Schellenberg sued respondent Northland for breach of contract after Northland denied Schellenberg's claim for fire losses. Schellenberg also sued Oakwood Insurance Agency and its agent, Cherrier, for negligence, errors, and omissions. That lawsuit is concluded and is not before us, but some of Schellenberg's present claims overlap with that lawsuit. The jury in Schellenberg's action against Oakwood and Cherrier found that Cherrier was negligent but that her negligence was not a direct cause of Schellenberg's lack of coverage at the time of the fire. This appeal is from the district court's grant of summary judgment in favor of Northland and against Schellenberg.
On appeal from summary judgment, this court determines whether there is a genuine issue of material fact and whether the district court erred in its application of the law. State by Cooper v. French, 460 N.W.2d 2, 4 (Minn. 1990). The interpretation and construction of insurance contracts are questions of law which this court reviews de novo. Haarstad v. Graff, 517 N.W.2d 582, 584 (Minn. 1994). The evidence must be viewed in the light most favorable to the party against whom summary judgment was granted. Fabio v. Bellomo, 504 N.W.2d 758, 761 (Minn. 1993).
Schellenberg asserts that the policy grants coverage in one provision, takes it away in another, possibly gives it back in an extension, and then takes it away in an exclusion, thereby creating an ambiguity regarding the geographical scope of coverage. Schellenberg asserts that portions of the policy contradict each other, rendering the policy too complicated and therefore ambiguous. Schellenberg claims that he has coverage for his business and personal property anywhere in the United States since the section on "Commercial Property Conditions" states:
H. POLICY PERIOD, COVERAGE TERRITORY
Under this Coverage Part:
1. We cover loss or damage commencing:
a. During the policy period shown in the Declarations;
b. Within the coverage territory.
2. The coverage territory is:
a. the United States of America (including its territories and possession);
b. Puerto Rico; and
The next page of the policy, entitled "Building and Personal Property Coverage Form," reads in its first paragraph: "Many provisions in this policy restrict coverage. Read the entire policy carefully to determine rights, duties and what is and is not covered." The first section on the page reads, in relevant part:
We will pay for direct physical loss of or damage to Covered Property at the premises described in the Declarations caused by or resulting from any Covered Cause of Loss.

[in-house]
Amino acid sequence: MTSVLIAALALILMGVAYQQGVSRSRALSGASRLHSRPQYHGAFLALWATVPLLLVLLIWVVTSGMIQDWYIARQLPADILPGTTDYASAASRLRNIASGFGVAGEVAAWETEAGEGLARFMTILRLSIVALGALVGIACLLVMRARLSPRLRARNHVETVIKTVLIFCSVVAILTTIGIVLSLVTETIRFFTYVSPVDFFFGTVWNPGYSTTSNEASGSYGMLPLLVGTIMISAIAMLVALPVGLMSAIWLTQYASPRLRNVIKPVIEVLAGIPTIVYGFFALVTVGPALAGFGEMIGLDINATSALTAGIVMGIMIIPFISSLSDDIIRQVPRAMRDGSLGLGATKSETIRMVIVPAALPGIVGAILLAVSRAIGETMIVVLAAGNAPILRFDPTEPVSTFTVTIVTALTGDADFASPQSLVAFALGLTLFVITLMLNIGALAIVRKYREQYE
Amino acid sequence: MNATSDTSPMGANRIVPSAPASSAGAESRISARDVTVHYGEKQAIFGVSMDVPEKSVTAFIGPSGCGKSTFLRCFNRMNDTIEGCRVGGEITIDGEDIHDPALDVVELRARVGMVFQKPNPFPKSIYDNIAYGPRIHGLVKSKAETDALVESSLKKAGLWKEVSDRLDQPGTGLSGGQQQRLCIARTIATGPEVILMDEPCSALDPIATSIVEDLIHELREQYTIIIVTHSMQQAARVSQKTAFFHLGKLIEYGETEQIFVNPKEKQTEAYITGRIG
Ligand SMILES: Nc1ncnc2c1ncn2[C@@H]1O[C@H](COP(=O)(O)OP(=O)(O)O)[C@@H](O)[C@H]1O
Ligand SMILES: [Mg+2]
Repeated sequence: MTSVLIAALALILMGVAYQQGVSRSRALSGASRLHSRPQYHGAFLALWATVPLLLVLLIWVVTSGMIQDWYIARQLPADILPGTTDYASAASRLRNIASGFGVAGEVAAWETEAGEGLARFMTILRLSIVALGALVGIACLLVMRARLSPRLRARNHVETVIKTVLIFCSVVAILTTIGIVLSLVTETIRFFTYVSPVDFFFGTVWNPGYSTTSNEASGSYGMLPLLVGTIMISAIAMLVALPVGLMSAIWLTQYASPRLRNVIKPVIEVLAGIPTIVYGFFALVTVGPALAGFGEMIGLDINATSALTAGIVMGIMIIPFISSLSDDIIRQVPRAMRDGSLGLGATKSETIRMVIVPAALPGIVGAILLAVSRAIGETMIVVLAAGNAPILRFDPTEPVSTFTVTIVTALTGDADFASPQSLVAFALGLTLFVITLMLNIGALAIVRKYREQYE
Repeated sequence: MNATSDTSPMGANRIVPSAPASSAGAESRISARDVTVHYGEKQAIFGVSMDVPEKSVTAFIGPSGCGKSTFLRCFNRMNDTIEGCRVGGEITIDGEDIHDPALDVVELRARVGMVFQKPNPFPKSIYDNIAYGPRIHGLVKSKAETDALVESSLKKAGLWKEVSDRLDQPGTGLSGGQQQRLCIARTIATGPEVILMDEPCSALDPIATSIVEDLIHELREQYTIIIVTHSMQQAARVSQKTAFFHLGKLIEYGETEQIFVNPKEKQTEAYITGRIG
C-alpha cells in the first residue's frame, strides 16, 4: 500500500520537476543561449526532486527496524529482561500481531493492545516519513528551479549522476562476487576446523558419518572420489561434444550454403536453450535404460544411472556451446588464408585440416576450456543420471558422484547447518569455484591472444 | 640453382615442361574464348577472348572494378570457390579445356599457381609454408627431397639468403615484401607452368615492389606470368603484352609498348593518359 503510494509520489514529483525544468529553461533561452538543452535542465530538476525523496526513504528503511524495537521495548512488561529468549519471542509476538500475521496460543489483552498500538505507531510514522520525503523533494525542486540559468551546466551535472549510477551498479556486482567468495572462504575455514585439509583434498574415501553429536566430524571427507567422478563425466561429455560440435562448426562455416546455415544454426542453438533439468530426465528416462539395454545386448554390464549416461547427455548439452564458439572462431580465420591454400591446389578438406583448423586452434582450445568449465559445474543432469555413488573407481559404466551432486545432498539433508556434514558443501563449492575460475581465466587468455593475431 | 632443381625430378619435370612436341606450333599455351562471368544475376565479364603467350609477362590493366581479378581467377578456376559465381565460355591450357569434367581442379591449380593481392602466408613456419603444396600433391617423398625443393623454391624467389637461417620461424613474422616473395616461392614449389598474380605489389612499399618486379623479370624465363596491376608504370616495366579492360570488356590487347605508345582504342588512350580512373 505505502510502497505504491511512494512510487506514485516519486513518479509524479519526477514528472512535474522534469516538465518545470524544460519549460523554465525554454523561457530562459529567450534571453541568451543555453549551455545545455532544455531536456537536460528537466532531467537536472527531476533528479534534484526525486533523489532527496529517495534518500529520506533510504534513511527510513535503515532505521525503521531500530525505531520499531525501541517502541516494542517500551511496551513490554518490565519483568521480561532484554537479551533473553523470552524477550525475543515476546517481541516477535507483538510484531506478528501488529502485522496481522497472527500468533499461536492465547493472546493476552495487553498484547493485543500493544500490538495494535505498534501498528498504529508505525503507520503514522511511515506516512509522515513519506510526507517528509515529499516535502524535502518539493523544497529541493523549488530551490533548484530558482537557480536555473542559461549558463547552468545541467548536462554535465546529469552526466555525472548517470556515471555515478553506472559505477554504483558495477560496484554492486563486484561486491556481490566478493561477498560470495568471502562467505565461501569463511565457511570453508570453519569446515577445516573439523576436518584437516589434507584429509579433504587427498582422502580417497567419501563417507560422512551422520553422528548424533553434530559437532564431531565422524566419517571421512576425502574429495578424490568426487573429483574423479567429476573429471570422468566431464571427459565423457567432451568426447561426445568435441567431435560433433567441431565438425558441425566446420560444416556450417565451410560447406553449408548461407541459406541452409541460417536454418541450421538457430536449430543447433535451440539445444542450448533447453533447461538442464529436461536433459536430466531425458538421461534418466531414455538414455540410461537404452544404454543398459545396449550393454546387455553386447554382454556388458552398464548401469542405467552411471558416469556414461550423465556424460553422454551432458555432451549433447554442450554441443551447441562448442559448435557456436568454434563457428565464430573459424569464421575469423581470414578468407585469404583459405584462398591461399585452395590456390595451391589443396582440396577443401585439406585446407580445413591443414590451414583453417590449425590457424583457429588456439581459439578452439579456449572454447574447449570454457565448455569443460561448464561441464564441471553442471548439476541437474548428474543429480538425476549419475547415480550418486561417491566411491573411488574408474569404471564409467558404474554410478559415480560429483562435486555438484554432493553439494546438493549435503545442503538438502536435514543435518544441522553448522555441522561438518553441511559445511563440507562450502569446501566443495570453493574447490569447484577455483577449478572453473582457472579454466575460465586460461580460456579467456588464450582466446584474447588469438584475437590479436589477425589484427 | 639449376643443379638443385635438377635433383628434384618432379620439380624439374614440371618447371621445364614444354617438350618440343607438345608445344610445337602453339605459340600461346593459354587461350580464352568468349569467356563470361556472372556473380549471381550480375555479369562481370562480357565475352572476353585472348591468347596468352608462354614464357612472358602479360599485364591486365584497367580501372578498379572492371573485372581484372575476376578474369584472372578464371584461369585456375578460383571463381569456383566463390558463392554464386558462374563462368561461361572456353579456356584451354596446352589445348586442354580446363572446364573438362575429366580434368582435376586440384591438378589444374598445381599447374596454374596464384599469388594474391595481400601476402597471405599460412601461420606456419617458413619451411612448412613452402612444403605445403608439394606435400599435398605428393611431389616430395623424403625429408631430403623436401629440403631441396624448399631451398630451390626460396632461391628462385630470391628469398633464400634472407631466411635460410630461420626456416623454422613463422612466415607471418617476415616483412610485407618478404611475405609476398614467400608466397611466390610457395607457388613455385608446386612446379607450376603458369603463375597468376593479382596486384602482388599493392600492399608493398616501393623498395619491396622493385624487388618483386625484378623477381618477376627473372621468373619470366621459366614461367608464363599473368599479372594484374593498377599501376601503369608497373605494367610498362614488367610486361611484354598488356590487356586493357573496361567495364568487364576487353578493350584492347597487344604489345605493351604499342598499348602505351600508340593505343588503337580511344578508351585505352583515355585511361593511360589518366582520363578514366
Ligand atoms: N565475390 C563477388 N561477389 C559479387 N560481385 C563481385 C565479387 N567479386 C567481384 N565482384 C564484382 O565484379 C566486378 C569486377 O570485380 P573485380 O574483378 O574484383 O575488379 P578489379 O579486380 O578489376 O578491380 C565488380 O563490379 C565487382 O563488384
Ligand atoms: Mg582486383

* * * *
1.b. Your Business Personal Property located in or on the building described in the Declarations or in the open (or in a vehicle) within 100 feet of the described premises, * * * .
The issue of whether an insurance policy provision is ambiguous is a question of law. Progressive Cas. Ins. Co. v. Metcalf, 501 N.W.2d 690, 691-92 (Minn. App. 1993) (citing Columbia Height Motors, Inc. v. Allstate Ins. Co., 275 N.W.2d 32, 34 (Minn. 1979)). "A policy's complexity alone, however, does not make it ambiguous." Reinsurance Ass'n v. Johannessen, 516 N.W.2d 562, 564 (Minn. App. 1994) (citation omitted).
A provision is ambiguous if it is reasonably subject to more than one definition or interpretation or if it creates an irreconcilable conflict among provisions within the policy. O'Shaughnessy v. Smuckler Corp., 543 N.W.2d 99, 101 (Minn. App. 1996), review denied (Minn. Mar. 28, 1996). If this court finds the language was ambiguous, the ambiguity must be resolved in favor of the insured. Columbia Heights, 275 N.W.2d at 36. "The policy must be construed as a whole, and unambiguous language must be given its plain and ordinary meaning." Henning Nelson Constr. Co. v. Fireman's Fund Am. Life Ins. Co., 383 N.W.2d 645, 652 (Minn. 1986).
Schellenberg fails to show how, when reading the policy as a whole, there is no reasonable interpretation of coverage. The two provisions Schellenberg relies on do not create an irreconcilable conflict within the policy. The generalized statement of "coverage territory" under Section H of the commercial property conditions shows that Northland is authorized to sell insurance anywhere in the country. It does not state that no matter where an insured lives, insurance coverage follows the insured to all the territories listed without any change of address notification to the insurance company being necessary.
Rather, the declarations page of Schellenberg's policy states the insured property is a "[o]ne story, joisted masonry building located [at] 1766 S. 112th, Broomfield, CO, protection class 2, occupied as a motorcycle repair shop." The declarations pages of an insurance policy are a crucial part of determining the scope of a policy. Reinsurance Ass'n, 516 N.W.2d at 564. The declarations page makes no reference to any location other than Schellenberg's place of business in Broomfield, Colorado.